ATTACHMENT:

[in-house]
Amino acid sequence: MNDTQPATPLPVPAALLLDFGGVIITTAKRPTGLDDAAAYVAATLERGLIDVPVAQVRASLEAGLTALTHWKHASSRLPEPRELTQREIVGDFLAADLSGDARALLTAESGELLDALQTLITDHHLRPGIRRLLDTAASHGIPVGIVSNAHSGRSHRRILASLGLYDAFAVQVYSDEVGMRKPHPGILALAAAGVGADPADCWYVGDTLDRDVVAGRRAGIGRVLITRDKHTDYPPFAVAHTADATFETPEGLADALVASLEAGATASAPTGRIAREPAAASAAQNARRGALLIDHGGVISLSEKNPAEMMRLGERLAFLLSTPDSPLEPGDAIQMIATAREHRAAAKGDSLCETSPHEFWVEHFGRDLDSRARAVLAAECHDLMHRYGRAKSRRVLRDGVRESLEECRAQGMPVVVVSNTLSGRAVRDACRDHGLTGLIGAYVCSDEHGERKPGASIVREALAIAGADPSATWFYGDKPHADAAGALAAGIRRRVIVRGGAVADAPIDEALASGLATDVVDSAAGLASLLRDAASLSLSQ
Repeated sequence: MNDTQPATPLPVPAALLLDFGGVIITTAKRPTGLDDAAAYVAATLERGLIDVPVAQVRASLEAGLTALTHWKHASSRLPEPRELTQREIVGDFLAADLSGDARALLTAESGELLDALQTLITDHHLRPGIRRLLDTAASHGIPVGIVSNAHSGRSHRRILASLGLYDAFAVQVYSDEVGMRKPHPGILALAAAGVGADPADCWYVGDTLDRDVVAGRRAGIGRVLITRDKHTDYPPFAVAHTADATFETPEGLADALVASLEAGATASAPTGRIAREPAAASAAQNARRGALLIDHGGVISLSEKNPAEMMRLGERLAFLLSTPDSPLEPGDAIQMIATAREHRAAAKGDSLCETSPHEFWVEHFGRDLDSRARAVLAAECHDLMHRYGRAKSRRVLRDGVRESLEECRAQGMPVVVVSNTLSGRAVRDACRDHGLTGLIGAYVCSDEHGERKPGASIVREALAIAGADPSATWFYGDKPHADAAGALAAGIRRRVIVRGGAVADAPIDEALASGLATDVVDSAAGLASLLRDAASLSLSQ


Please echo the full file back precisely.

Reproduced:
[in-house]
Amino acid sequence: MNDTQPATPLPVPAALLLDFGGVIITTAKRPTGLDDAAAYVAATLERGLIDVPVAQVRASLEAGLTALTHWKHASSRLPEPRELTQREIVGDFLAADLSGDARALLTAESGELLDALQTLITDHHLRPGIRRLLDTAASHGIPVGIVSNAHSGRSHRRILASLGLYDAFAVQVYSDEVGMRKPHPGILALAAAGVGADPADCWYVGDTLDRDVVAGRRAGIGRVLITRDKHTDYPPFAVAHTADATFETPEGLADALVASLEAGATASAPTGRIAREPAAASAAQNARRGALLIDHGGVISLSEKNPAEMMRLGERLAFLLSTPDSPLEPGDAIQMIATAREHRAAAKGDSLCETSPHEFWVEHFGRDLDSRARAVLAAECHDLMHRYGRAKSRRVLRDGVRESLEECRAQGMPVVVVSNTLSGRAVRDACRDHGLTGLIGAYVCSDEHGERKPGASIVREALAIAGADPSATWFYGDKPHADAAGALAAGIRRRVIVRGGAVADAPIDEALASGLATDVVDSAAGLASLLRDAASLSLSQ
Repeated sequence: MNDTQPATPLPVPAALLLDFGGVIITTAKRPTGLDDAAAYVAATLERGLIDVPVAQVRASLEAGLTALTHWKHASSRLPEPRELTQREIVGDFLAADLSGDARALLTAESGELLDALQTLITDHHLRPGIRRLLDTAASHGIPVGIVSNAHSGRSHRRILASLGLYDAFAVQVYSDEVGMRKPHPGILALAAAGVGADPADCWYVGDTLDRDVVAGRRAGIGRVLITRDKHTDYPPFAVAHTADATFETPEGLADALVASLEAGATASAPTGRIAREPAAASAAQNARRGALLIDHGGVISLSEKNPAEMMRLGERLAFLLSTPDSPLEPGDAIQMIATAREHRAAAKGDSLCETSPHEFWVEHFGRDLDSRARAVLAAECHDLMHRYGRAKSRRVLRDGVRESLEECRAQGMPVVVVSNTLSGRAVRDACRDHGLTGLIGAYVCSDEHGERKPGASIVREALAIAGADPSATWFYGDKPHADAAGALAAGIRRRVIVRGGAVADAPIDEALASGLATDVVDSAAGLASLLRDAASLSLSQ